By Jim Schutze
By Rachel Watts
By Lauren Drewes Daniels
By Anna Merlan
By Lee Escobedo
It's like clockwork. Every few years somebody wants the city to sell WRR-FM, the city-owned classical music radio station.
Nobody ever wants the city to sell sewage treatment plants or solid waste transfer stations. Is it because WRR is a big mess, costing the city all kinds of money, and we need to find a way to stop the hemorrhaging? No, that would be just about everything at City Hall other than WRR.
Get this. WRR makes money. It is owned by Dallas City Hall, and it makes money. I know. It's amazing. You'd think the entire rest of the city staff, led by the city council, would gather on the lawn outside the station's modest little headquarters at Fair Park at dawn every year on the vernal equinox and chant praises. But, no. People just want to get rid of it.
Gregory Davis, general manager of the station, really did not want to talk to me about this latest proposal to mess up his station. But I sent the station an open records demand anyway for its financial numbers. When I got them, it was hard to see what Davis was being so shy about.
In the last five years, WRR has posted profits averaging more than half a million bucks a year. In the best year in that period, WRR earned a profit of more than $1 million on revenues of $4.7 million.
So this is where we begin to see why this story keeps coming back. The WRR radio station is a very lucrative piece of property that we citizens of Dallas just sort of inherited when nobody was looking. There's an attitude out there--even among the so-called "Friends of WRR," and we'll get to that particular oxymoron in a moment--that WRR is just too good for City Hall to own.
It's the second-oldest commercial radio station in the country, according to some histories. WRR is not a public non-commercial radio station in the sense that KERA is. That has to do with the way radio signals are licensed by the federal government. KERA is licensed as a non-commercial station. It can't sell regular ads and must raise its money instead from fund drives and those strange half-ad/half-public service announcements it runs.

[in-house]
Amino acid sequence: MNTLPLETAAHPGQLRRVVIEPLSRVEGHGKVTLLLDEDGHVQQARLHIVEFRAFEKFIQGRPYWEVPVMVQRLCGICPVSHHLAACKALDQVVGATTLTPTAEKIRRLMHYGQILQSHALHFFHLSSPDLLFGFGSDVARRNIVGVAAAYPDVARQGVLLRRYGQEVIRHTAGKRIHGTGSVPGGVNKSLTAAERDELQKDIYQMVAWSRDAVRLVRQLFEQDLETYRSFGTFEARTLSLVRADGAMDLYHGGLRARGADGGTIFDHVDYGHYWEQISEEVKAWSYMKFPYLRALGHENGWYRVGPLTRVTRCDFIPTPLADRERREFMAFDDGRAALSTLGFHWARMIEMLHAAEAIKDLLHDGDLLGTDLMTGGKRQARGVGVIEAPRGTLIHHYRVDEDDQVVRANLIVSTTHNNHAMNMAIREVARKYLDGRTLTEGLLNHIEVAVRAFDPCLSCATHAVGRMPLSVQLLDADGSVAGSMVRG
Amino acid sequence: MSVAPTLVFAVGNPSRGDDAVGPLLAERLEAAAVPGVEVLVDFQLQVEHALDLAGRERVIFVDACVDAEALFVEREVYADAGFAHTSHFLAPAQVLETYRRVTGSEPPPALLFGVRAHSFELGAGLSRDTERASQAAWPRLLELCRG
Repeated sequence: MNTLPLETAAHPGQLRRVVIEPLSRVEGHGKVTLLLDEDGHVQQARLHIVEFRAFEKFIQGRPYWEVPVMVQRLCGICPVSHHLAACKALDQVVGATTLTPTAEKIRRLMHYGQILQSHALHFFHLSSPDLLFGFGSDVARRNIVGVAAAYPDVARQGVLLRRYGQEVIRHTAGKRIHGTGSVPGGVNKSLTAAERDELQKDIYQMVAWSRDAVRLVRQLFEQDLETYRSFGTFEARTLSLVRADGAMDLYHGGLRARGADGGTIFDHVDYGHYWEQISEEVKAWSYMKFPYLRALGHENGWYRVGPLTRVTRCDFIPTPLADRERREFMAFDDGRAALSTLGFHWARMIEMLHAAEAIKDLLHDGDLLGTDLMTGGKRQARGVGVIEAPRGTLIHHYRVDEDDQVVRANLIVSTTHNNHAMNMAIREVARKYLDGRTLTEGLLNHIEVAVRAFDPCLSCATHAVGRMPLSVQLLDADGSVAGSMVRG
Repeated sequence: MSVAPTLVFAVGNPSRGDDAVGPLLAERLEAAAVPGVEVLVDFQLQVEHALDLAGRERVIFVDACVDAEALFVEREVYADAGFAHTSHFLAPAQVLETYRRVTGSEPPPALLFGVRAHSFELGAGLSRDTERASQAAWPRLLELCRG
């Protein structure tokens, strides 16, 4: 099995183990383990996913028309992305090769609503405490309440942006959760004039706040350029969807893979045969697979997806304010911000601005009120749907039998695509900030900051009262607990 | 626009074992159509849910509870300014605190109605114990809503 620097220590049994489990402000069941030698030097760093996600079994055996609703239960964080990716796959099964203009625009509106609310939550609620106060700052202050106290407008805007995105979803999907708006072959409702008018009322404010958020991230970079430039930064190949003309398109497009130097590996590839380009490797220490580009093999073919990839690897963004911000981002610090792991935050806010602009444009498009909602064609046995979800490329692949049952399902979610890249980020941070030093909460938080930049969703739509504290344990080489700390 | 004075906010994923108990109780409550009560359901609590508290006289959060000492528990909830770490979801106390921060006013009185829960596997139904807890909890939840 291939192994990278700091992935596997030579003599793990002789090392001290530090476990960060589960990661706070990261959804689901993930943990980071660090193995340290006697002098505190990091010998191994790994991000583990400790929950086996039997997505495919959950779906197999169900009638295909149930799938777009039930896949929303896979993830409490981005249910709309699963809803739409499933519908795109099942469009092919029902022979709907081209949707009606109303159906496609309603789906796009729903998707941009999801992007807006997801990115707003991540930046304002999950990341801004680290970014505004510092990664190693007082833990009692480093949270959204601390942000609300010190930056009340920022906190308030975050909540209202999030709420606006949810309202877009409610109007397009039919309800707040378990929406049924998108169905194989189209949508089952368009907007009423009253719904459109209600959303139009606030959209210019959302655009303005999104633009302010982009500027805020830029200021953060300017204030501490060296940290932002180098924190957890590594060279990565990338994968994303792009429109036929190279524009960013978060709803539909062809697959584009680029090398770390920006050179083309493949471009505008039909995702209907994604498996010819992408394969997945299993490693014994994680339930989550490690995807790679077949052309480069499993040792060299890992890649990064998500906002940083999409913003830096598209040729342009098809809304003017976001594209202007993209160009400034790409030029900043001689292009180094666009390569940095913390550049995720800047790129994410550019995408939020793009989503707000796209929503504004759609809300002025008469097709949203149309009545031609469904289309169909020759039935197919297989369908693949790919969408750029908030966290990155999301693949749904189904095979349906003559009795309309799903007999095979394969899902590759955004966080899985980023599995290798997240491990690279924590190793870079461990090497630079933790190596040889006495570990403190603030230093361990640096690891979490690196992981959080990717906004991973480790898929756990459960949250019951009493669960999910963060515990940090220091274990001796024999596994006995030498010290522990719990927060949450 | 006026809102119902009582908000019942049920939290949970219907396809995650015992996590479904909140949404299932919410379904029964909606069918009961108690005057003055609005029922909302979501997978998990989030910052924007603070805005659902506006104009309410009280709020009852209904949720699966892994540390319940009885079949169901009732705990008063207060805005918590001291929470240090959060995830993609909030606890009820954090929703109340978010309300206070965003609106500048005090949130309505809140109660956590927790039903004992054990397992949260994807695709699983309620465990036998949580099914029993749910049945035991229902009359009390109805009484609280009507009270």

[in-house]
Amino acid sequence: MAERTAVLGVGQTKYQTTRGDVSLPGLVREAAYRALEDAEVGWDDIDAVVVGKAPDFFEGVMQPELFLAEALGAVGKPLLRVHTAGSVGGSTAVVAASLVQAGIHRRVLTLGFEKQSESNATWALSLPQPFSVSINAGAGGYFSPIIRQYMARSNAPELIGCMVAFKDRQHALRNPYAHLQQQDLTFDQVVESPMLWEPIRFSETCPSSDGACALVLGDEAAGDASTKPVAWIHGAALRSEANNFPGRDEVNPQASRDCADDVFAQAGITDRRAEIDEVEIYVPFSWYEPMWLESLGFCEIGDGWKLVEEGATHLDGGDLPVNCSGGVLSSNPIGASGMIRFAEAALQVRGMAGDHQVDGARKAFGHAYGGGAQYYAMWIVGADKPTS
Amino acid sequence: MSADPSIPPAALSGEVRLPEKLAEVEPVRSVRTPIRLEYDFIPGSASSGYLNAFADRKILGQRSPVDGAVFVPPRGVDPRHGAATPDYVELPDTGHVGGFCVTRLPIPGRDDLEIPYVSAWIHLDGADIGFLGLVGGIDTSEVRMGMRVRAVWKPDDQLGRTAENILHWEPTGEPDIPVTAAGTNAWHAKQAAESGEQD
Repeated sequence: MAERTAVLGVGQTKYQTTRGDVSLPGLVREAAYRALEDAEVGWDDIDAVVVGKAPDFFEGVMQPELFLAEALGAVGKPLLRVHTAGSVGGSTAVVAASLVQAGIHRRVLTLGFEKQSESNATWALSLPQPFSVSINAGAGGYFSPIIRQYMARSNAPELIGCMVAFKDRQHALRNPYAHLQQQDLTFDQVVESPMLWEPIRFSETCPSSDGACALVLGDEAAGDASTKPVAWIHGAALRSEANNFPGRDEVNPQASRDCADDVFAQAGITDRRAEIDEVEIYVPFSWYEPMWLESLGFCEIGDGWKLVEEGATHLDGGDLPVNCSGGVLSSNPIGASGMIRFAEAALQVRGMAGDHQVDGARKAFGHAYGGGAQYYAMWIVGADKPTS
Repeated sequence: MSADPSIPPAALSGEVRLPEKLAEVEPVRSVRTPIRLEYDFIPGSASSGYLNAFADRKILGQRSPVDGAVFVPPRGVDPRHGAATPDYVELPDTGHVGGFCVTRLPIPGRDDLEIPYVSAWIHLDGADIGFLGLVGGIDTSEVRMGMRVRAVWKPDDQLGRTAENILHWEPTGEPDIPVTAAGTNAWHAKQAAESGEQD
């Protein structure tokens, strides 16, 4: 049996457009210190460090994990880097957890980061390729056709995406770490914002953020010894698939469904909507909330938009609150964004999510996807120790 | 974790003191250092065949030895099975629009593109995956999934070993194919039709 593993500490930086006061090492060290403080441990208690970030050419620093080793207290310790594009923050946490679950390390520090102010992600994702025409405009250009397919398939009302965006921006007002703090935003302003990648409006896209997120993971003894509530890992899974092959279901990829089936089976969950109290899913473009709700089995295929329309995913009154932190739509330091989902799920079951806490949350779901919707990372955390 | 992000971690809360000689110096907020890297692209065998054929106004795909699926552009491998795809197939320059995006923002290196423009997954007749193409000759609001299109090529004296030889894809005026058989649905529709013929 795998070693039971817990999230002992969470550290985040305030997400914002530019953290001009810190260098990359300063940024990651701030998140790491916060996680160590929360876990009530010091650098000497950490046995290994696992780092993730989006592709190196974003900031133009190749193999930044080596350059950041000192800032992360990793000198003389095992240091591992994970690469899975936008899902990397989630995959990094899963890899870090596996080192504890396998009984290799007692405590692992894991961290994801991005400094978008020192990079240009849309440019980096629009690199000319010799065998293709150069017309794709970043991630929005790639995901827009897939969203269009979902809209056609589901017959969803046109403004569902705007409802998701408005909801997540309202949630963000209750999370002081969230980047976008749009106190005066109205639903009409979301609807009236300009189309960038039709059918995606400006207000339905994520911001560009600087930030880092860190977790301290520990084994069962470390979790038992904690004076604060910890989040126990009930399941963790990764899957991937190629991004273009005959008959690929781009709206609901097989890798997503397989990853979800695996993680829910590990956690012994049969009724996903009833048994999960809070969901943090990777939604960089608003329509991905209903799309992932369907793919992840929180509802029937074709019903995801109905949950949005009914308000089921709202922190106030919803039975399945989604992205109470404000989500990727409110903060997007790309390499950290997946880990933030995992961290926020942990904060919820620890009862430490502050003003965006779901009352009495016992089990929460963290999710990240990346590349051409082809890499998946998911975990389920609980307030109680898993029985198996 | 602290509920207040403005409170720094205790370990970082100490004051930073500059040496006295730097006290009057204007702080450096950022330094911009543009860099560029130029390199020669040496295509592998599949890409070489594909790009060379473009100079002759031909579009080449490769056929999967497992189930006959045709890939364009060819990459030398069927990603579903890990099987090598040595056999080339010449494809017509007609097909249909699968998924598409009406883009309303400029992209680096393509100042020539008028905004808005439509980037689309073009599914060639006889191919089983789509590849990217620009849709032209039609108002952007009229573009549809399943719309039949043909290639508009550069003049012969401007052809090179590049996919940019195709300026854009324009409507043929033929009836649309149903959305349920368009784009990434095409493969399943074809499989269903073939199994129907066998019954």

Even though WRR is owned by the city, it is licensed as a commercial station. That means it can and must go out into the commercial radio market, just like any other commercial for-profit station, and sell regular ads.
For a station that plays only classical music, WRR does pretty well. It was 22nd of 49 radio stations in the Dallas market measured by Arbitron last May--not too shabby.
So here's the deal on the table now. Salem Communications Corp., a giant Christian broadcasting conglomerate headquartered in California, wants to swap a radio tower it owns in Dallas for WRR's tower. From Salem's point of view, the motivation is obvious. WRR broadcasts from a 100,000-watt tower in the center of the North Texas market, reaching as far south as Waco and as far north as Sherman.
Salem wants that tower and the commercial signal that goes with it. Whether Salem keeps the tower or flips it to somebody else for a hip-hop station, once the tower and signal are out of city hands and in play in the private market, people out there stand to make a ton of money on WRR.
The deal would work like this: Salem swaps the city a tower owned by a non-commercial station. In trade, the city gives Salem the WRR tower and its commercial signal, which carries a license to sell regular ads.
Salem gets a very valuable commercial tower and commercial signal. The city gets a non-commercial tower and signal, worth much less because now the new WRR can't sell ads.
But--and this is supposed to be the gleam in everybody's eye--Salem gives the city an additional $50 million or so, which the city can sock away as an endowment to support the arts.
Less valuable radio station. But $50 million cash.
Marty Greenburg, the broker representing Salem, says the coverage area reached by the tower the city would get in the swap is pretty close to being the same area reached by the WRR tower now.
"My view is that this is a no-brainer for the city."
With the new tower, he said, "The city can provide the same service for Dallas-Fort Worth listeners of great classical music." And, he said, the city would have the option of operating WRR like KERA, with fund drives and so on, or without any fund-raising at all, relying on the endowment fund created from the extra $50 million.
But I told him I wasn't so sure about that. I'm still looking at these numbers I got from WRR. Their operating expenses every year are between $3 million and $4 million. Let's say the city puts the $50 million fund into something that returns 5 percent earnings every year. That's $2.5 million. By itself, that's not enough to keep the station afloat.